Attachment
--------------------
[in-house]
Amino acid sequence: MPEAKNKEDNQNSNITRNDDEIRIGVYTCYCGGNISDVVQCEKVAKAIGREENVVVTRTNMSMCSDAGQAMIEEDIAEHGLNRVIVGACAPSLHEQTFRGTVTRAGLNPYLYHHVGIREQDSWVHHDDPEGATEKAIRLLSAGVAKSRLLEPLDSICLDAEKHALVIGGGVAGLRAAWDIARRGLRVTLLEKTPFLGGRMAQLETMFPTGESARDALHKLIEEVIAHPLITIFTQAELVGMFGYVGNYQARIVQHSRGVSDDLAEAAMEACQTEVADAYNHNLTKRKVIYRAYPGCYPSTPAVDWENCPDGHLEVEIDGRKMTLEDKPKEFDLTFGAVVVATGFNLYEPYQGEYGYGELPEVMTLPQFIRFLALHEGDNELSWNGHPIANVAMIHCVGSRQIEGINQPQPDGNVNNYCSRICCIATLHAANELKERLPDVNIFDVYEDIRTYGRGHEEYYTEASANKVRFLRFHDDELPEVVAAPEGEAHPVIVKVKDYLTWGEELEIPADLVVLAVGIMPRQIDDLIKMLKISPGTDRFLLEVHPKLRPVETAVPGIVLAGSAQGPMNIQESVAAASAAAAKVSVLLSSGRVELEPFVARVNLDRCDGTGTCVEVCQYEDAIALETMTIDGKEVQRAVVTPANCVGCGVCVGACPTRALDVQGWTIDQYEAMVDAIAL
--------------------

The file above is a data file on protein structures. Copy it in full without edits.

[in-house]
Amino acid sequence: MPEAKNKEDNQNSNITRNDDEIRIGVYTCYCGGNISDVVQCEKVAKAIGREENVVVTRTNMSMCSDAGQAMIEEDIAEHGLNRVIVGACAPSLHEQTFRGTVTRAGLNPYLYHHVGIREQDSWVHHDDPEGATEKAIRLLSAGVAKSRLLEPLDSICLDAEKHALVIGGGVAGLRAAWDIARRGLRVTLLEKTPFLGGRMAQLETMFPTGESARDALHKLIEEVIAHPLITIFTQAELVGMFGYVGNYQARIVQHSRGVSDDLAEAAMEACQTEVADAYNHNLTKRKVIYRAYPGCYPSTPAVDWENCPDGHLEVEIDGRKMTLEDKPKEFDLTFGAVVVATGFNLYEPYQGEYGYGELPEVMTLPQFIRFLALHEGDNELSWNGHPIANVAMIHCVGSRQIEGINQPQPDGNVNNYCSRICCIATLHAANELKERLPDVNIFDVYEDIRTYGRGHEEYYTEASANKVRFLRFHDDELPEVVAAPEGEAHPVIVKVKDYLTWGEELEIPADLVVLAVGIMPRQIDDLIKMLKISPGTDRFLLEVHPKLRPVETAVPGIVLAGSAQGPMNIQESVAAASAAAAKVSVLLSSGRVELEPFVARVNLDRCDGTGTCVEVCQYEDAIALETMTIDGKEVQRAVVTPANCVGCGVCVGACPTRALDVQGWTIDQYEAMVDAIAL